The prosaic yet essential commodities of water and cereal were served up in our August issue. In "Arsenic Crisis in Bangladesh," A. Mushtaque R. Chowdhury examined the stark prospect that 50 million people worldwide could be affected by arsenic-contaminated groundwater and looked at potential strategies to halt this tragedy.
Both "Back to the Future of Cereals," by Stephen A. Goff and John M. Salmeron, and SA Perspectives on "The Green Gene Revolution" explored the promise of genetically modified (GM) crops. Jo Gent of Brookline, Mass., wrote, "Science says overwhelmingly that the GM food currently available poses no risk to human health. But the only experiment I know is that cited by industry--the one currently done on every American who unwittingly consumes GM foods." But Kevin Pyle of Loveland, Ohio, defies anyone "to find food that is not genetically modified. People have been modifying seed for specific characteristics for generations. And the world's largest creator of GM food is Mother Nature herself." More brain food follows.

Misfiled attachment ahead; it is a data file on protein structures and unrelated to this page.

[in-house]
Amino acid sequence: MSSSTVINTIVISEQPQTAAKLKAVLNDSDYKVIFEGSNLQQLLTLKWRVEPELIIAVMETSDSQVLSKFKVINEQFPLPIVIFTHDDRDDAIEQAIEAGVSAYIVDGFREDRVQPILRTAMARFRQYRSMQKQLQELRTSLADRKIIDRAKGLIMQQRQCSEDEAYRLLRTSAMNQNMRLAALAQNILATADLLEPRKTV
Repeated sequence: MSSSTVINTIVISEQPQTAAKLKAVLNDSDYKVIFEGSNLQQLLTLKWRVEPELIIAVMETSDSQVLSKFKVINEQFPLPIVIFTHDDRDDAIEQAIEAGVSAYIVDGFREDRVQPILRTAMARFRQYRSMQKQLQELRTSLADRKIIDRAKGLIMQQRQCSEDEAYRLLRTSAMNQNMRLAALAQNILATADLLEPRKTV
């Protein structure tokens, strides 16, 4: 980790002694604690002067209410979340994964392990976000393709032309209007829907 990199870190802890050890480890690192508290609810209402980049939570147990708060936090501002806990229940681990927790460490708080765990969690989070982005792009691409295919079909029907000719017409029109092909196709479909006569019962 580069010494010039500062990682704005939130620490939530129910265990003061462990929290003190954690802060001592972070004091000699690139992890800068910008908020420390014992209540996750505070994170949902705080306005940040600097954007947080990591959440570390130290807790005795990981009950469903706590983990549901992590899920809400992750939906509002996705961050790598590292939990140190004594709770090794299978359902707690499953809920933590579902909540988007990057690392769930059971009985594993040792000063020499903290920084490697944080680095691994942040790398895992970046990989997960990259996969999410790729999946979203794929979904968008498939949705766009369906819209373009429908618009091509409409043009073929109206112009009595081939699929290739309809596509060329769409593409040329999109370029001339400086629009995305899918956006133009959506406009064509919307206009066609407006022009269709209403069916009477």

This article was originally published with the title Letters.